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Daleen Bosse was a mother and university student in Saskatoon when she disappeared in 2004. (CBC)

A man accused of killing a young Saskatchewan woman and interfering with her corpse six years ago will stand trial for first-degree murder, a provincial judge ruled Wednesday.

Douglas Hales, 31, is accused of killing Daleen Kay Bosse in August 2008.

After a three-day preliminary hearing that started Monday, a judge ruled the Crown's case against Hales is strong enough that he should be tried in the Court of Queen's Bench.

No trial date has been set.

Bosse, a member of the Lloydminster-area Onion Lake First Nation, was 25 when she disappeared May 18, 2004, according to investigators. She was last seen leaving Jax Nite Club in Saskatoon.

Police have said Hales was working as a bouncer at the club and was one of the last people to be seen with her before she vanished.

Bosse's remains were recovered from a secluded, treed area near Warman, about 25 kilometres north of Saskatoon. The Crown alleges her body was set on fire.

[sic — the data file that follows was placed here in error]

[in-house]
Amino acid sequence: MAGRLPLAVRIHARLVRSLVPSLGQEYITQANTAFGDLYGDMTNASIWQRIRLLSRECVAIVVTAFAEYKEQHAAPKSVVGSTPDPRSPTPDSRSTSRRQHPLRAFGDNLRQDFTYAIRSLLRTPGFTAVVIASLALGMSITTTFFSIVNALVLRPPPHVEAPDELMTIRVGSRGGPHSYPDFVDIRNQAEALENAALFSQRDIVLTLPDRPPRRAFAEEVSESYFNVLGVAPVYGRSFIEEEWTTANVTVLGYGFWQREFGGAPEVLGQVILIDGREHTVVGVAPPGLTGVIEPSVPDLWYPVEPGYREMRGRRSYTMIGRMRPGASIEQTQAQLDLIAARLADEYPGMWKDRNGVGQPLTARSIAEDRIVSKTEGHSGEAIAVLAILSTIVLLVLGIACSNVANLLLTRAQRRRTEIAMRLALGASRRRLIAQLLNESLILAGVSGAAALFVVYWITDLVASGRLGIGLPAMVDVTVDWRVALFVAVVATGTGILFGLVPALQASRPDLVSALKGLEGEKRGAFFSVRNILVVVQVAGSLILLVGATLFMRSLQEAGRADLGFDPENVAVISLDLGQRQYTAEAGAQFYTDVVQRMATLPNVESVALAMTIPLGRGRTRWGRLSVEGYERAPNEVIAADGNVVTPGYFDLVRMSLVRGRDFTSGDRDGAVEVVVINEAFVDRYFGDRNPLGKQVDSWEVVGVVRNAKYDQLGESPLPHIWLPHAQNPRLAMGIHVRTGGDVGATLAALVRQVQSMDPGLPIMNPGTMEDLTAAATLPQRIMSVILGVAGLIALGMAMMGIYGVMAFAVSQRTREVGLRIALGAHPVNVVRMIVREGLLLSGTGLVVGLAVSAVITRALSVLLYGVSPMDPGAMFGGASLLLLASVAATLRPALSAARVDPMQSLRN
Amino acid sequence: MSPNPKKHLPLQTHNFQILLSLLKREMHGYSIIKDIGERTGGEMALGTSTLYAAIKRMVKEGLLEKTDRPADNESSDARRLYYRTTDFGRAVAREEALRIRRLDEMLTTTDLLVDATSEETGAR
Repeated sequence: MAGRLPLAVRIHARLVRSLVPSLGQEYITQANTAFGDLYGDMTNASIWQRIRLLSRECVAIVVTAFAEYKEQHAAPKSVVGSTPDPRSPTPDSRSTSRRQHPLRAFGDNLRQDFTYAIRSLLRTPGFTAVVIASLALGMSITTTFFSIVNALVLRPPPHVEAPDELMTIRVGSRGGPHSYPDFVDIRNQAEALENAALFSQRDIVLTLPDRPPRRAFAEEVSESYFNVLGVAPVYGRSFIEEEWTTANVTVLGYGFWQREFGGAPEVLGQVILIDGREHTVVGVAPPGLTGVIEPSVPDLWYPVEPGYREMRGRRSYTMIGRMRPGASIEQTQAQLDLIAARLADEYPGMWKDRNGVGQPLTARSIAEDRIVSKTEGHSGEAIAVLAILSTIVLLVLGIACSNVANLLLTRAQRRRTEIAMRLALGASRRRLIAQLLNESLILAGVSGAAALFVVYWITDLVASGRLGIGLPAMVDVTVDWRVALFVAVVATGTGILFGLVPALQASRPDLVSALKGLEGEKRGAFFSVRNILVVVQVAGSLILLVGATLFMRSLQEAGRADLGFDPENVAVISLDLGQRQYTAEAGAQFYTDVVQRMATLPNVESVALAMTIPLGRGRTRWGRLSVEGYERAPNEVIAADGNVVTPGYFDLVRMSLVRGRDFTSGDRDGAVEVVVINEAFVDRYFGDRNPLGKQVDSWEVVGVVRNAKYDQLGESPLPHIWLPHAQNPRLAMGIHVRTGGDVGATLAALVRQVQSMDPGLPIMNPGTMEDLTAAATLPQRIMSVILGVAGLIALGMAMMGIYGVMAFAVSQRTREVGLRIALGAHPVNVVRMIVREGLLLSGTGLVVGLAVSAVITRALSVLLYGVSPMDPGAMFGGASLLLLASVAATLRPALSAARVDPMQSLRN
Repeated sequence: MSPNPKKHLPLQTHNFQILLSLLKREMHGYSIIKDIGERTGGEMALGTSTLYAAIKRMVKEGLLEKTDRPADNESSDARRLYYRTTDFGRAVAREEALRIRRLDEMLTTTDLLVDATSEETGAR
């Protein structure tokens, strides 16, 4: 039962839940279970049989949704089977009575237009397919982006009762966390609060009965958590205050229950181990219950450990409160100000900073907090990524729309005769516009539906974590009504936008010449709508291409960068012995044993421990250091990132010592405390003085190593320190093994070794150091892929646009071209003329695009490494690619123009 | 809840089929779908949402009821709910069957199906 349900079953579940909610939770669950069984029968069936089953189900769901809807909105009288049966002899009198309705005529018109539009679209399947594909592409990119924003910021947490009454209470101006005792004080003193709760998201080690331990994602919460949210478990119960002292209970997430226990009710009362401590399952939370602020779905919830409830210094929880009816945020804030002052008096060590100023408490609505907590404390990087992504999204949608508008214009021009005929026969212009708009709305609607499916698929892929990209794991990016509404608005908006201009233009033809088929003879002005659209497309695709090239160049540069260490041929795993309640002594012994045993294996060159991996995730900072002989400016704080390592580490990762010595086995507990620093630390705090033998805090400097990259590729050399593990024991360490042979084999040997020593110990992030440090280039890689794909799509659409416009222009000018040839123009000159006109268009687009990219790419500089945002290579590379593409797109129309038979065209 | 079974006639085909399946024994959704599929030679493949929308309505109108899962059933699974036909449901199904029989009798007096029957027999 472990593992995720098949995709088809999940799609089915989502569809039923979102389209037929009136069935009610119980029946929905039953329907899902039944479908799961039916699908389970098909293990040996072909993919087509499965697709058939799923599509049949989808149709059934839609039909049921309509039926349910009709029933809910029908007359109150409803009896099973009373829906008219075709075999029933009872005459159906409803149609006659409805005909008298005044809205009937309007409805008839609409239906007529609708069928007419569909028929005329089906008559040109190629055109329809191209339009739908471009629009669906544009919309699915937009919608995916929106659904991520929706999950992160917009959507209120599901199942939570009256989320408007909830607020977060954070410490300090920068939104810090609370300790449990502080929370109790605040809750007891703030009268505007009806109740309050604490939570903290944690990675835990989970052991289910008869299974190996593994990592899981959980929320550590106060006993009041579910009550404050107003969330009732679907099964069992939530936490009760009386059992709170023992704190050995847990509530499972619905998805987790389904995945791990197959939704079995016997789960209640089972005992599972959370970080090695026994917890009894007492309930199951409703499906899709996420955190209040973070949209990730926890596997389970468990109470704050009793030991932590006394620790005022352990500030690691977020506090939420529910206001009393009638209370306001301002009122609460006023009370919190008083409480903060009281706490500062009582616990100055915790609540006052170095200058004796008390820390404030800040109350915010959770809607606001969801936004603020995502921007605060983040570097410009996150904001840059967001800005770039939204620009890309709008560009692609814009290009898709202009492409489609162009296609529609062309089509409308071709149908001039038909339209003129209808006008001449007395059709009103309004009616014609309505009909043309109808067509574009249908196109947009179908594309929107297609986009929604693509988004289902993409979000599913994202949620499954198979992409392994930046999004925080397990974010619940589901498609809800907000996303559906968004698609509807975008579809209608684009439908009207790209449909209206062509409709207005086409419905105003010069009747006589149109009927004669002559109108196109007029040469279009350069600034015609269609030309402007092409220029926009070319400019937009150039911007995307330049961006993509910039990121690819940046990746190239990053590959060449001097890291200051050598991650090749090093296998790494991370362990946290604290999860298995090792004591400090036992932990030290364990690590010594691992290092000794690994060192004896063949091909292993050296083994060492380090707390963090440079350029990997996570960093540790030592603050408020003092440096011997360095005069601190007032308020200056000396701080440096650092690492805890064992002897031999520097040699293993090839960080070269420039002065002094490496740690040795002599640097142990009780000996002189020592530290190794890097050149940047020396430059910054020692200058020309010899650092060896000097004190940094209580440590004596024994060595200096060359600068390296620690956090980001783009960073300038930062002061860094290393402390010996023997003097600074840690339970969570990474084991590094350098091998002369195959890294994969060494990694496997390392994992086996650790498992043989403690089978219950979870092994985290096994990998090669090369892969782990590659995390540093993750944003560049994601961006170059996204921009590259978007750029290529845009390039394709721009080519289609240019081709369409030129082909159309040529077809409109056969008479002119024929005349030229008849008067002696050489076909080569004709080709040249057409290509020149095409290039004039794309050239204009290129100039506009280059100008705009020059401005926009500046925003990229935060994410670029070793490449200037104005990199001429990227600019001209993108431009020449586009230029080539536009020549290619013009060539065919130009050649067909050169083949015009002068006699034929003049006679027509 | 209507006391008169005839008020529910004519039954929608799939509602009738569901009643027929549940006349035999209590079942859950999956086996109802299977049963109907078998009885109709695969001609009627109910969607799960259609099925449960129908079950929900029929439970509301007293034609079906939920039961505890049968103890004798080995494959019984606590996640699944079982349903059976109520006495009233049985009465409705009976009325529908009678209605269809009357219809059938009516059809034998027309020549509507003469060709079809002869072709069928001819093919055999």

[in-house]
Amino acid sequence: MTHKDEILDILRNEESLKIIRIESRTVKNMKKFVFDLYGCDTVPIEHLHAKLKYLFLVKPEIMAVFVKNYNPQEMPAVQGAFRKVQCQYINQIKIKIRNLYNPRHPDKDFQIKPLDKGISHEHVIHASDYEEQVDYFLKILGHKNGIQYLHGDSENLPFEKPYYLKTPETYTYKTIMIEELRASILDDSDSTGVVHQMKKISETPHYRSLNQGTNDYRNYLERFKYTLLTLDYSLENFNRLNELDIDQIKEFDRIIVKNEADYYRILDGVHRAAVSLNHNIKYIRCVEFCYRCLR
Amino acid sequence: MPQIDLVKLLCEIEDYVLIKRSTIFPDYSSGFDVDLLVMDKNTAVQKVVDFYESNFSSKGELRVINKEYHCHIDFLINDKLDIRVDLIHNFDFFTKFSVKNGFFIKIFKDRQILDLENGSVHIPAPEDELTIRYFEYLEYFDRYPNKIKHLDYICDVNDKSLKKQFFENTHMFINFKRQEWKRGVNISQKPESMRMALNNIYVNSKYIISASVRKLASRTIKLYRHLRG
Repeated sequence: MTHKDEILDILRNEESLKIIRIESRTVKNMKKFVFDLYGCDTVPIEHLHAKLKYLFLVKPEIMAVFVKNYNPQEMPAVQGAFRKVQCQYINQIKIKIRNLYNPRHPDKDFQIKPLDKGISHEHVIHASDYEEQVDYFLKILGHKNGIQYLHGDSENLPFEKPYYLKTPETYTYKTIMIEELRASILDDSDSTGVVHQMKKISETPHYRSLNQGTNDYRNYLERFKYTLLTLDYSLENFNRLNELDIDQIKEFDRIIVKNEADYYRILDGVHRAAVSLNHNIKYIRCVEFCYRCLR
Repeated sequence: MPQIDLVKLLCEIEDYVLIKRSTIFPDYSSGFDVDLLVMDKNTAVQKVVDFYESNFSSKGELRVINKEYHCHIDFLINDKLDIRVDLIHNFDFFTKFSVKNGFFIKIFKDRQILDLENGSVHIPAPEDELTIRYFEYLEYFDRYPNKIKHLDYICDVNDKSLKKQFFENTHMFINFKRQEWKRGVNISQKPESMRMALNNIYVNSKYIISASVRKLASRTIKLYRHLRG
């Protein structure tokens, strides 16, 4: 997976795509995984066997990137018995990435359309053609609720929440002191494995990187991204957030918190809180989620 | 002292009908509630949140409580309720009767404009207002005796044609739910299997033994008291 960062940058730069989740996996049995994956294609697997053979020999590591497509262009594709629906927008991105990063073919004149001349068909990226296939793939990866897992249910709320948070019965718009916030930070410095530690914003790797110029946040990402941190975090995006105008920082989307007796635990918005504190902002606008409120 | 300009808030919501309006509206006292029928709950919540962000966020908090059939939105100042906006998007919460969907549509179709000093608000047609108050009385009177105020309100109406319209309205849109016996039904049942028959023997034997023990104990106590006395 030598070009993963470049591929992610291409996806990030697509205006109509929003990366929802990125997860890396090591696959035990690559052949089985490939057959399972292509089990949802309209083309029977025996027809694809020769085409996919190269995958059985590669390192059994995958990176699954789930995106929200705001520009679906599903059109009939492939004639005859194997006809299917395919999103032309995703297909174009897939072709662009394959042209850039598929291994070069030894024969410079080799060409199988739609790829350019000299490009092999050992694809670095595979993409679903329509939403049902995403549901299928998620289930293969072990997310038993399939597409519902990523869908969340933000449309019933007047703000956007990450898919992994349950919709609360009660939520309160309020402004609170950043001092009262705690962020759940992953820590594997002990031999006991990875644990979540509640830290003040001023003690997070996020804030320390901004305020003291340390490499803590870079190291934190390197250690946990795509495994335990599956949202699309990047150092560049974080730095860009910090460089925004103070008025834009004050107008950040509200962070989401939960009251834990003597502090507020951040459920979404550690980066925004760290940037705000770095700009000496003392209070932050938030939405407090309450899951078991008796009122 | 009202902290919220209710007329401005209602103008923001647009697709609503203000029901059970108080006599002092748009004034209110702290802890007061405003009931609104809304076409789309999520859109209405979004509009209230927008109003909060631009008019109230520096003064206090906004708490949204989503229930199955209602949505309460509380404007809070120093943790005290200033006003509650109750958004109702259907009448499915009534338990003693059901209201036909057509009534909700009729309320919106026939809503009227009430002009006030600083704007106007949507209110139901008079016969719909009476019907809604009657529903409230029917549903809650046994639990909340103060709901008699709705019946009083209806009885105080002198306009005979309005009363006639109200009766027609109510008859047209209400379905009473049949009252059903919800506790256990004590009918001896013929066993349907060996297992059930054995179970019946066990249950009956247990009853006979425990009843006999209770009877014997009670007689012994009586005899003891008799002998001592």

After the investigation into her death appeared to stall, police said they received new information in mid-2008 that led to an arrest.

Family weeps during testimony

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Douglas Hales is to stand trial on charges of first-degree murder and interfering with a corpse. ((CBC))

The Crown called eight witnesses at Hales's preliminary hearing, including undercover police officers and forensic experts. Members of the Bosse family sat together, sometimes weeping quietly as they heard testimony.

A court-ordered ban prevents the publication of any evidence presented at the hearing.

Bosse's father, Herb Muskego, said each family member is coping differently with what they've heard in court.

"They pray," he said. "We stick together. That's important, it really helps us a lot."

The Bosse case has received much public attention in Saskatchewan, where First Nations women account for a disproportionately large percentage of missing people.

Each summer since Bosse's disappearance, her mother, Pauline Muskego, has walked from her Onion Lake home to Saskatoon to raise awareness of her daughter's case and of missing aboriginal women.

First-degree murder is the most serious charge in the Criminal Code, and a conviction carries a mandatory life sentence without eligibility for parole for 25 years.